On a whim, I bought a tiny thermal receipt printer from adafruit. Why? I don’t know. Because it looked interesting? Don’t YOU want to print random things on paper with a tiny printer? You could even give people bills! I know you’re excited now.
Anyways, there are libraries and ample tutorials that talk about interfacing with an Arduino… but I wanted my printer to have a bit more functionality. The problem with directly interfacing with an Arduino is that it is a very static system. To print new information, I would need to reprogram the Arduino… or I would have to have it plugged into a computer at all times and use the serial port of the Arduino to control the printer. I have a Raspberry Pi, and since it costs $10 more than Arduino but has internet connectivity I decided to get it working with that.
Granted, I’m not the first person by a long shot to try this. I found a number of helpful resources that I’ll link to along the way. That said, like everything in linux, nothing is as simple as it seems. I started with a fully untouched 2012-10-28-wheezy-raspbian.zip image. Here is how you can get your printer working:
- Install the 2012-10-28-wheezy-raspbian.zip (or newer) distro onto a fresh SD card. If you don’t know how to do this, follow the instructions on the RPi Wiki.
- When you boot for the first time, you will be prompted with a configuration utility. Go ahead and expand the disk image (expand-rootfs), configure your keyboard to have the right layout (the default is GB which messes up your #, $, / keys among other things), change your root password, enable the ssh server, and enable the desktop on boot. You don’t really need to do any of this, but these options will help if you want to change things and make your RPi available via internet later.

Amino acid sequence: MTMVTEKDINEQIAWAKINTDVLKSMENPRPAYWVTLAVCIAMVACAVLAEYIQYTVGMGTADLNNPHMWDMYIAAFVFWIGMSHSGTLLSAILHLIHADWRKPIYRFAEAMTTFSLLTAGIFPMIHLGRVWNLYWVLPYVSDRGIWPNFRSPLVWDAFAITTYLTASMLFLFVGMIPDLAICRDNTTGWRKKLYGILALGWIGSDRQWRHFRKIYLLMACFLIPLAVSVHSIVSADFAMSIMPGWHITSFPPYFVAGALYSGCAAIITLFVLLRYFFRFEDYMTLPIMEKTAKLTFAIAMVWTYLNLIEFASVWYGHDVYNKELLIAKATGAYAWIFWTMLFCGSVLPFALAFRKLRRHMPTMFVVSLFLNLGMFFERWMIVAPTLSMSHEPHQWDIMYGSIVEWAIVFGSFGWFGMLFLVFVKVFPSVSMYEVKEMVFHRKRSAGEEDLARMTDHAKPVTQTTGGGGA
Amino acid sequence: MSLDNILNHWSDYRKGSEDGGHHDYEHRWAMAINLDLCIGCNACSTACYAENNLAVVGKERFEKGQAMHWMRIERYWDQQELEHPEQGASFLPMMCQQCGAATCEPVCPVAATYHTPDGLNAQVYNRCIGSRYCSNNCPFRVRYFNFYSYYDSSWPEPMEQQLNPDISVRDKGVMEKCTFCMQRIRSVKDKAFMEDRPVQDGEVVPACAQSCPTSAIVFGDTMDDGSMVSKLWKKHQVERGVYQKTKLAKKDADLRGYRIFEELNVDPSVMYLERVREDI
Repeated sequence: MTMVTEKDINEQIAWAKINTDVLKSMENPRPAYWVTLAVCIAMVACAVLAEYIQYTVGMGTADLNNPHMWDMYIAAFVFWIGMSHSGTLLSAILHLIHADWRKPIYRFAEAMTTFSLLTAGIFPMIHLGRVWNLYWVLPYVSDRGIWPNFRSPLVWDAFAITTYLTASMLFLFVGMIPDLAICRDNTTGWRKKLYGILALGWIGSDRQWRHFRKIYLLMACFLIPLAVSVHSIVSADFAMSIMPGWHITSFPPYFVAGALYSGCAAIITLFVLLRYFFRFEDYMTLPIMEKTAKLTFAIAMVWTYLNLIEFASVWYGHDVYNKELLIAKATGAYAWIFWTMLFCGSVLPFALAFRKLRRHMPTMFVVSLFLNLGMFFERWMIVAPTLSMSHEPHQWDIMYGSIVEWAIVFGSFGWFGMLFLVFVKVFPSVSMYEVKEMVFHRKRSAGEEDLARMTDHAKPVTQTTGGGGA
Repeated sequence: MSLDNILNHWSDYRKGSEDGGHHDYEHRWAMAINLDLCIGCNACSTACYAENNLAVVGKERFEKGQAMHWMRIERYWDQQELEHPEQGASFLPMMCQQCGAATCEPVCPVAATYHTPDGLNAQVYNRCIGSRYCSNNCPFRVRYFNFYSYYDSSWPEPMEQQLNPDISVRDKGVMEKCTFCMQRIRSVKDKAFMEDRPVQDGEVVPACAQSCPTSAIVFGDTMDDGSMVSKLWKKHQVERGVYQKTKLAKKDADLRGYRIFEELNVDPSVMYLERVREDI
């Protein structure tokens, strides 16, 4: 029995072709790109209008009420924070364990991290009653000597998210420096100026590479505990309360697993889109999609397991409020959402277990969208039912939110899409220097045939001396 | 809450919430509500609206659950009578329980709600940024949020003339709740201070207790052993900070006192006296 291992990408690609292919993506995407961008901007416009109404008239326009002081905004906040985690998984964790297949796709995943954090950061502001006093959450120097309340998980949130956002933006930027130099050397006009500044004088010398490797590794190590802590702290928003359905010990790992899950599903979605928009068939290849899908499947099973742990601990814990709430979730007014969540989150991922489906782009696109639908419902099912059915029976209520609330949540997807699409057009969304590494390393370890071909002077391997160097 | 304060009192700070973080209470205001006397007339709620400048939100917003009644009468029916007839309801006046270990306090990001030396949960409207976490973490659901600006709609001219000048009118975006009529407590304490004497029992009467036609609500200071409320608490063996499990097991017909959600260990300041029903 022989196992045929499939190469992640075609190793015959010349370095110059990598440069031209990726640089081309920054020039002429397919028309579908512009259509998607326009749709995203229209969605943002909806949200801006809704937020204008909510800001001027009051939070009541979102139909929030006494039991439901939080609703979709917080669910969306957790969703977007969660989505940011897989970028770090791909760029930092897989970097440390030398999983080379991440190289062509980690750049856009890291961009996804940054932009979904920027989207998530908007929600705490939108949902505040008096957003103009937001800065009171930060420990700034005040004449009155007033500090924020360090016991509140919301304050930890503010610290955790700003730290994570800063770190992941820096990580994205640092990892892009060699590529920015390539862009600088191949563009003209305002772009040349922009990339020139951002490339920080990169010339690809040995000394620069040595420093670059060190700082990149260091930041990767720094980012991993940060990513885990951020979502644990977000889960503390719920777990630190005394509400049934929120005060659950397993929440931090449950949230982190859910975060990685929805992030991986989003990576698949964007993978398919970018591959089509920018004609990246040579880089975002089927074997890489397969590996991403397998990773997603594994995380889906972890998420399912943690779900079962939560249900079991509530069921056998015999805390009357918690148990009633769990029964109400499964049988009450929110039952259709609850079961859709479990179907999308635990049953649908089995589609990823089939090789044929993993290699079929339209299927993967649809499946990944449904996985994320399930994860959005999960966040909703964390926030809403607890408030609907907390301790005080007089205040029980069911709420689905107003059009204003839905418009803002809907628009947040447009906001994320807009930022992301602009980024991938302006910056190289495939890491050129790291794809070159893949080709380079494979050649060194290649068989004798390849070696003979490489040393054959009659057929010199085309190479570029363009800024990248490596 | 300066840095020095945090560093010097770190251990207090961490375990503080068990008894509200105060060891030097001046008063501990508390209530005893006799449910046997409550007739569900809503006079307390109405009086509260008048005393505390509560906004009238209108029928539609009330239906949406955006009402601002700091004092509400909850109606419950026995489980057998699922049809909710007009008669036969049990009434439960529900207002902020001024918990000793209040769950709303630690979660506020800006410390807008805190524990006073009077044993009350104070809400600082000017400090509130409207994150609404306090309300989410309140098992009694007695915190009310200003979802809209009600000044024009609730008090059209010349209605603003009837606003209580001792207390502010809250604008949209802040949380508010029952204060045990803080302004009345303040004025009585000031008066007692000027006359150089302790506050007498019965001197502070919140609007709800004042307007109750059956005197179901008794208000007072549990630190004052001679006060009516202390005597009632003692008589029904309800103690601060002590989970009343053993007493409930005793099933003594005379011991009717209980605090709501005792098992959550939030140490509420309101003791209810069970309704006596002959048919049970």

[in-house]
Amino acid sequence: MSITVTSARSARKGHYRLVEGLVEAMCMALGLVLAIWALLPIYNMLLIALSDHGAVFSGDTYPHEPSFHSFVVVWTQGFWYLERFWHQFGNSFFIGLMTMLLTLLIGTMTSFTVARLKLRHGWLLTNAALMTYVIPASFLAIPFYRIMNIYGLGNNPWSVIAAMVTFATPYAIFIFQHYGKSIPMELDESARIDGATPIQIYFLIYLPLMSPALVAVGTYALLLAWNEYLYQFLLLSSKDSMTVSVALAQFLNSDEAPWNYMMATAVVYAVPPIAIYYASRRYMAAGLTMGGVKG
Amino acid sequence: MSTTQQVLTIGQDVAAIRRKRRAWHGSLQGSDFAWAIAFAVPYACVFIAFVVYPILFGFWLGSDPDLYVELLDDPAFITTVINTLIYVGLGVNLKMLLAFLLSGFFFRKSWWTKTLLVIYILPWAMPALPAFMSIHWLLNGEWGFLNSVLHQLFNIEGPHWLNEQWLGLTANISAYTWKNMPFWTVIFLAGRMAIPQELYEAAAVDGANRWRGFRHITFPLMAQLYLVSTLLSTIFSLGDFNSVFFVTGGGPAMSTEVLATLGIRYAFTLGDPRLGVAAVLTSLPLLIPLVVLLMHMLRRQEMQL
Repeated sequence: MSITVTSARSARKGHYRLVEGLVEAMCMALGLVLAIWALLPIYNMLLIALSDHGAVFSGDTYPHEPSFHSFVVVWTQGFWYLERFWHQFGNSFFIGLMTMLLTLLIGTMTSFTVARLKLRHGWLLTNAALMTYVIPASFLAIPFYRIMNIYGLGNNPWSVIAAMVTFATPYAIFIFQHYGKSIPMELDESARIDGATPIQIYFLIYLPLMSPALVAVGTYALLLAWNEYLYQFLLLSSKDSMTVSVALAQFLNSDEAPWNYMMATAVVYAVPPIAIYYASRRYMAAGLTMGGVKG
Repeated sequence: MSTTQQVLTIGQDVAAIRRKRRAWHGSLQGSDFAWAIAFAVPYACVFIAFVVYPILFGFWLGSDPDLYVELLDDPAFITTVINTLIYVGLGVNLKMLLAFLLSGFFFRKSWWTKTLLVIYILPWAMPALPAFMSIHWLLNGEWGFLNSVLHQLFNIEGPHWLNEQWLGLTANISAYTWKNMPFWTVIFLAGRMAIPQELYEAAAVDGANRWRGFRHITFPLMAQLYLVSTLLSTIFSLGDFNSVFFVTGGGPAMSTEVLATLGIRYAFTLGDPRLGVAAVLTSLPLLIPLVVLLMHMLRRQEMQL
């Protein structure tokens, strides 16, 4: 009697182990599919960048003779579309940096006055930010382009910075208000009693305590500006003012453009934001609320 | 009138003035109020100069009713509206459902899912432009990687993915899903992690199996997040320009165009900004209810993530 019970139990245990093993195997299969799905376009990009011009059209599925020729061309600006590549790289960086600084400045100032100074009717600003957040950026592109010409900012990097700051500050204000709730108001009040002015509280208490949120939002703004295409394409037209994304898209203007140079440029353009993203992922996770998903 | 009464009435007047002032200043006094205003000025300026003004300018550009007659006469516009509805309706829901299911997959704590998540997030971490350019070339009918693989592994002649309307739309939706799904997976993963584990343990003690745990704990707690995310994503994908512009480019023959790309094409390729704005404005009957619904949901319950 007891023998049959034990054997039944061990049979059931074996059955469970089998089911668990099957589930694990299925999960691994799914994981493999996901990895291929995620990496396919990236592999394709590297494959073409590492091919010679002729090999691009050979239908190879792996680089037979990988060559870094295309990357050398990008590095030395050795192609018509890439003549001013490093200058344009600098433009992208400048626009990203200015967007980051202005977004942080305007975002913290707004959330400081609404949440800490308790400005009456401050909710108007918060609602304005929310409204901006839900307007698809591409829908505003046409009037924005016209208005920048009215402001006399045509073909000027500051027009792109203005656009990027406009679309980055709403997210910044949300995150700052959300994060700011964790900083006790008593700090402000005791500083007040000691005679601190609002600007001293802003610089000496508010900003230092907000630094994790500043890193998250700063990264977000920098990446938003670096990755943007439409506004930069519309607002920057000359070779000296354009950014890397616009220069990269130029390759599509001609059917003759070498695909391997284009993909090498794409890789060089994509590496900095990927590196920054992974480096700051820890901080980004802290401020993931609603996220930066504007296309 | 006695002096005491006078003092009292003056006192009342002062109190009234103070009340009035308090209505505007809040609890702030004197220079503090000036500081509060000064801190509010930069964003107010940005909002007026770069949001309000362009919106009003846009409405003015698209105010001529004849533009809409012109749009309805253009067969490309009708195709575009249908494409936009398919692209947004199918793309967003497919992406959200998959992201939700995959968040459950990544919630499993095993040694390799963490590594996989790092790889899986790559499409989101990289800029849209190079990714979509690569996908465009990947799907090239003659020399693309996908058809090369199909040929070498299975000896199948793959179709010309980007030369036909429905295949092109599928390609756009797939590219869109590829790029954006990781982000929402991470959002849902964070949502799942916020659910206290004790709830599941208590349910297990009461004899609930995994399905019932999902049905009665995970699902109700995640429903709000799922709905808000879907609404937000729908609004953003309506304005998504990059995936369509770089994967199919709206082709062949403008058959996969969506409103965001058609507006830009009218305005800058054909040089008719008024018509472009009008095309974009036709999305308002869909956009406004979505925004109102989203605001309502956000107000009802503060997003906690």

- Boot into the OS!
- Install some extra python packages that you need. Specifically, you will need a serial package and a imaging package. You can install from the termal via the commands:
sudo apt-get install python-serial sudo apt-get install python-imaging-tk
- Tweak the useraccount’s permissions. The permissions need to be changed to allow the default user (pi) to connect to the GPIO serial port. Add the permissions with the following command: (source)
sudo usermod -a -G dialout pi
- Now the serial port is open… but you can’t use it in your code yet because it gets locked by the Linux FS. I’m not sure why this was left in the distro but it is quite annoying. If you don’t make this change, the GPIO serial device (/dev/ttyAMA0) will report being locked. To fix the erorr, make the following changes, then reboot. (source)
Change the file /boot/cmdline.txt with your favorite text editor (remember to sudo edit because its a normally locked file). You need to remove references to the /dev/ttyAMA0 device. For me, this changed from
dwc_otg.lpm_enable=0 console=ttyAMA0,115200 kgdboc=ttyAMA0,115200 console=tty1 root=/dev/mmcblk0p2 rootfstype=ext4 rootwait
dwc_otg.lpm_enable=0 console=tty1 root=/dev/mmcblk0p2 rootfstype=ext4 rootwait
Remove the following line from your /etc/inittab with your favorite text editor (remember to sudo edit because its a normally locked file). Again, you’re removing references to /dev/ttyAMA0.
#2:23:respawn:/sbin/getty -L ttyAMA0 115200 vt100
- Plug your printer into your RPi. Be very careful with the GPIO ports. You want to connect the Tx pin of the RPi to the Rx Pin of the printer. You also want to connect the GND of the printer to the GND of the RPi. Don’t connect the Rx of the RPi to the Tx of the printer- the levels don’t match and you really only need to send data to the printer anyways. Plug in the printer according to the diagrams below. (Source about RPi GPIO Plugs,
- Download the python library for the printer from github. (luopio/py-thermal-printer)
- Modify a couple lines in the printer.py file.
- Make the file executable (chmod 777 printer.py)
- Run the code! (./printer.py) Your printer should spit out a test page.
Feel free to modify the python file to print out custom text / images. I’ll post something in a bit to clarify image printing.